Dear People of Annunciation,
Whether you are attending the Good Friday liturgy in person or online, you will notice two changes from how this service has been conducted in recent years. One of my duties as a priest is to teach, so I want to take this opportunity to explain these changes.
- The first change is that we will use a different translation of the scripture texts on Good Friday.
The traditional Good Friday liturgy has presented several challenges to Jewish-Christian relations through the centuries. In the medieval church, it was not uncommon for clergy to use harsh antisemitic rhetoric that encouraged churchgoers to depart from the liturgy and commit acts of savagery against one’s Jewish neighbors. Indeed, some of the people we laud as great theologians, such as St. Augustine and St. John Chrysostom, wrote things that are flagrantly antisemitic. The sad irony is that Jesus himself was Jewish. In addition, the act of crucifixion carried out by the Roman authorities.
In the 20th Century the church engaged in considerable reflection on this problem in the aftermath of the Holocaust. In October 1965, the Second Vatican Council approved a document entitled Nostra Aetate which specifically denounced antisemitism and urged the establishment of Jewish-Roman Catholic dialogue.
During the adoption of the current American Book of Common Prayer in the late 1970s, many of the most objectionable parts of the traditional Good Friday liturgy were deleted. Despite these changes, concerns around antisemitism in the Good Friday service persist. These concerns have grown with the rise of antisemitic activity in the United States in recent years. One major area of focus is the text of the Passion Gospel.
By custom and direction of the lectionary, we always read the Passion from John’s Gospel on Good Friday. This Fourth Gospel was written in the aftermath of the destruction of the temple in Jerusalem in the year 70 of the Common Era. This was a period when Christianity and Judaism were parting. It was a polemical environment reflected in parts of John’s Gospel. We read of a rising contest between Jesus and the religious leaders.
One of the phrases frequently used in John’s Passion is hoi Ioudaioi. Most English translations render this phrase as “the Jews.” The editors of New Revised Standard Version Bible (NRSV), the translation we and most Episcopal parishes use for liturgical use, followed this longstanding tradition. The act of translation, however, is an imprecise art. This word could be translated as “Judeans” (remembering that Jesus was from the Galilee). It could also refer to the temple leaders. The implication that all Jews as a religious or ethnic group wanted Jesus to be crucified is an incorrect conclusion to take from John’s Passion.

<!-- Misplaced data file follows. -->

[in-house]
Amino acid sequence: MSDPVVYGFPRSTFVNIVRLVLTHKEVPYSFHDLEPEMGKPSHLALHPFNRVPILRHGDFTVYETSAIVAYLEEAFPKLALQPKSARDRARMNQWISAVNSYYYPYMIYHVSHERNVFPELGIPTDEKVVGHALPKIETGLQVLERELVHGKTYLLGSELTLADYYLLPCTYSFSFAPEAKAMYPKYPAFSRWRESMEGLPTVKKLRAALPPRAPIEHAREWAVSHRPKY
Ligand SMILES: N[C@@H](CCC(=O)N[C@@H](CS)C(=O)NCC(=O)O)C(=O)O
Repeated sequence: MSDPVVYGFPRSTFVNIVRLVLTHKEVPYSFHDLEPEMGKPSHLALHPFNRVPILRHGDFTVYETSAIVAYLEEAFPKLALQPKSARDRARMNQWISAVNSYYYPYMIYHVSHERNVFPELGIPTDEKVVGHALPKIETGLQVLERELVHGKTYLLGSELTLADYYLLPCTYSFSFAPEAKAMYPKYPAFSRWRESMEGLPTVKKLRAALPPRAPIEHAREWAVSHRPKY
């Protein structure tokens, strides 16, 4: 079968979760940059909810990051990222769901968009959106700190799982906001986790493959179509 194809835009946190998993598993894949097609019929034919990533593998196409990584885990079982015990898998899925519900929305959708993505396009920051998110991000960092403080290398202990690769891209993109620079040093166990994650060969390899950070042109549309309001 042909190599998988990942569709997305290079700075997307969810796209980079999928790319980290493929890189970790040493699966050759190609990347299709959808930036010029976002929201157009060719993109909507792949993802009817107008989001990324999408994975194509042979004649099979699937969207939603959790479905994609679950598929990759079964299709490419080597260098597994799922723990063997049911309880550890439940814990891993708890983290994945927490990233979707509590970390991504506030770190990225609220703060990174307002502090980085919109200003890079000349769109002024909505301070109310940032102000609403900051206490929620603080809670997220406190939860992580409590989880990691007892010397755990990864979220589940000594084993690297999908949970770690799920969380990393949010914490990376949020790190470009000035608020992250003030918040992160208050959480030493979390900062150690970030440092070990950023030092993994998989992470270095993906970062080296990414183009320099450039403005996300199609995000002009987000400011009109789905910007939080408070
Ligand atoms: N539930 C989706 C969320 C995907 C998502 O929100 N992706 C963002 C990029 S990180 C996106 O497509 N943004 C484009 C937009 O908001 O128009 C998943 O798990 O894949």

For this reason, we will be using the Common English Bible (CEB) for our Biblical texts on Good Friday. The CEB was released in 2011 and has been authorized by the General Convention of the Episcopal Church for liturgical use. It is the product of Protestant, Roman Catholic, Seventh-day Adventist and Reform Jewish scholars.
Perhaps the most notable aspect of the CEB is that it has more informal language. For example, the editors elected to use contractions in making this translation. Being more accustomed to the style of the NRSV, I admit I find this to be somewhat jarring.
The main reason that I decided to use the CEB, however, is how the translators treated the Greek phrase hoi Ioudaioi. When it is clear that it is the antecedent for the religious leaders, it is translated as “the Jewish leaders.”
- The second change is that I will conduct the Liturgy of the Presanctified Gifts on Good Friday this year.
By custom and the rubrics of the Book of Common Prayer, the Great Thanksgiving, or Eucharistic Prayer, is never offered on Good Friday. There are a few reasons for this, but most straightforward reason is that the great prayer at the altar is always a joyful celebration. Such an act is not appropriate on such a somber day.
There is an option to offer Communion to the people on Good Friday using additional Sacrament consecrated at the Maundy Thursday service. Prior to the stripping of the altar, the Reserved Sacrament will be taken to an Altar of Repose in Lowe Hall. It will be brought back into the Nave following the Veneration of the Cross.
In years past, I have thought that there is power in maintaining a fast from Holy Communion on Good Friday. My thought has been if we marking the departure of Jesus in the proclamation of the Passion Gospel, offering the sacrament of Christ’s presence seems counterintuitive.
With the challenge we have all faced over the past year, my theological reflection has led me to a different place. The offering of the Passion Gospel reminds that Jesus is present in all circumstances, even in the depths of death and despair. This year, I feel urged to offer the Sacrament on Good Friday as a sign of hope that Jesus remains present with us in the midst of our struggles. We refer to this practice as the Liturgy of the Presanctified Gifts, as they were already consecrated on Maundy Thursday.
Thank you for making your way through to the end of this article. I wish you all a very holy Three Sacred Days and a Happy Easter, whether you will be participating online or be with us in person at church.